(8) Liberal economists, for all their talk of “laissez-faire” and the wonders of the “free market”, often fail to realize that the market simply would not function very well in the absence of law.

(9)In chapter 2 of The Communist Manifesto, entitled “Proletarians and Communists”, Karl Marx and Friedrich Engels list a series of measures that they regards as “unavoidable as a means of entirely revolutionizing the mode of production”. The second is “A heavy progressive or graduated income tax.” In practice, Communist countries reduced their populations to slaves of the Communist Party. Progressives in the West frequently offered the naïve opinion that this was because the Soviets or the Maoists or the Khmer Rouge were “not really Communists”, they were really fascists who were not living up to the ideals of Marx. In fact, however, universal slavery was a goal of Communism from the beginning.

(10) Unless, of course, the tax is on something like alcohol or tobacco, which the government wishes to punish you for using without actually declaring it illegal.


(12)Astonishing as these percentages are, these are not the highest rates in income tax that people have had to put up with. Before the Reagan presidency, the top tax rate in the United States was 70%, from 1951 to 1963 the top tax rate in the USA was 91%, and it was even higher briefly in the 1940’s. These are not the percentages an American would have had to pay on his total income, only on the highest bracket of his income, but even still it is amazing to think that a government would have the audacity to charge so much. Consider, however, the following:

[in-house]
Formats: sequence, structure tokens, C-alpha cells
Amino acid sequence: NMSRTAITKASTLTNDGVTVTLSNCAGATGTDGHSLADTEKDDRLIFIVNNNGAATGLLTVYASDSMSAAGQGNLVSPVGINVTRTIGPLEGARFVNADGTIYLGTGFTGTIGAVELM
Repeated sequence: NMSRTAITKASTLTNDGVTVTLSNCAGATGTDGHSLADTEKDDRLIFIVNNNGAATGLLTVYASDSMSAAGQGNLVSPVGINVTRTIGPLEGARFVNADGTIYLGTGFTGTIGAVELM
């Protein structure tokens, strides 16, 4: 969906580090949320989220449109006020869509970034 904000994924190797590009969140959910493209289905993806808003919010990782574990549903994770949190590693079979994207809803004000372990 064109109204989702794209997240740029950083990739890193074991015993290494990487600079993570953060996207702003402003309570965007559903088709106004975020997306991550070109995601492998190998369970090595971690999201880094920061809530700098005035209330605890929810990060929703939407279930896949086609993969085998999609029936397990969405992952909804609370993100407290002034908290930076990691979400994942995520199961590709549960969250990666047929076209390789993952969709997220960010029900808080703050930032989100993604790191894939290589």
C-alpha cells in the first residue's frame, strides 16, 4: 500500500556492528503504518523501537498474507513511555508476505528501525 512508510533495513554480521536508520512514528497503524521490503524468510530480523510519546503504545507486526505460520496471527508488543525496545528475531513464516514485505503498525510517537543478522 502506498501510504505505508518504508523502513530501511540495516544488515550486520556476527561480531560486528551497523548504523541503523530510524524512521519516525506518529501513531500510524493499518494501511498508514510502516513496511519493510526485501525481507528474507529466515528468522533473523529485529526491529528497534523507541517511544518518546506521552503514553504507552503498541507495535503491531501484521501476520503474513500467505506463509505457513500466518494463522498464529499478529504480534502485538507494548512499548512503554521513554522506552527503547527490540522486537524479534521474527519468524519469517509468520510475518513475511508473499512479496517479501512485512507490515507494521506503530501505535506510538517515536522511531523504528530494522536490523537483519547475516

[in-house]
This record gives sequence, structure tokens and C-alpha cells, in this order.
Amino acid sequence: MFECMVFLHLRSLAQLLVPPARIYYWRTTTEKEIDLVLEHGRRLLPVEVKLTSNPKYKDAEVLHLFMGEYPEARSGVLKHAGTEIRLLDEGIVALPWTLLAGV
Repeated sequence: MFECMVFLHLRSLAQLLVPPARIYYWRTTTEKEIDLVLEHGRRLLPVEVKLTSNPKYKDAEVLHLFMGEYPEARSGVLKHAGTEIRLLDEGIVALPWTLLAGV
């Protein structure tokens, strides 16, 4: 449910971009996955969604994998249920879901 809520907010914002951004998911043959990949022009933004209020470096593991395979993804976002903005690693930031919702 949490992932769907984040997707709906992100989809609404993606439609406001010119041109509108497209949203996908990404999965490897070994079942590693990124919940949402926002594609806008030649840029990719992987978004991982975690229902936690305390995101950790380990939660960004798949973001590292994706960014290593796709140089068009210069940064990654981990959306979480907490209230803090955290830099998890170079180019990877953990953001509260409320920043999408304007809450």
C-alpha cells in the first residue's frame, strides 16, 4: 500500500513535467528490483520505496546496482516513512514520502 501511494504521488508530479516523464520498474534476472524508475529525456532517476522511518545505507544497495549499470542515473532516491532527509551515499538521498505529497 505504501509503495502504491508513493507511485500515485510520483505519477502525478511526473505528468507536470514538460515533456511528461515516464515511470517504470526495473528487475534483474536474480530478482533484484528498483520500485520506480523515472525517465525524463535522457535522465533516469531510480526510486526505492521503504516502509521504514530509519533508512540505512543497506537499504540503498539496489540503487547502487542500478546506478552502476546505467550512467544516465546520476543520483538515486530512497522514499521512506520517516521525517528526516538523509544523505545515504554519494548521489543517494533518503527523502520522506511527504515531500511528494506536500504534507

Another means of reducing inequality was to tax both the profits of a firm and the personal capital gains of the owners. This could raise an individual’s tax rate to astronomical heights, approaching or even exceeding 100 percent. The height of absurdity was reached in 1976, when Sweden’s most famous citizen, film director Ingmar Bergman, was arrested on charges of tax evasion. The case was complex, involving the director’s corporate as well as personal earnings. The bottom line was that Bergman was being taxed at a rate of 139 percent. - Thomas Fleming, Socialism, (Benchmark: Marshall-Cavendish, 2008). p. 73.

(13) Dr. Mario Pei, in his book The America We Lost (New York: World Publishing, 1968) points to the example of gangster Al Capone, who the state of Illinois had been unable to punish for his actual crimes, but was finally incarcerated by the American federal government on charges of tax evasion. This, Dr. Pei argued, was nothing to rejoice over, for while Capone was hardly a law-abiding citizen, what could be done to him, could be done to others. Compare Edmund Wilson’s autobiographical account in The Cold War and the Income Tax: A Protest (New York: Farrar, Straus, and Giroux, 1963).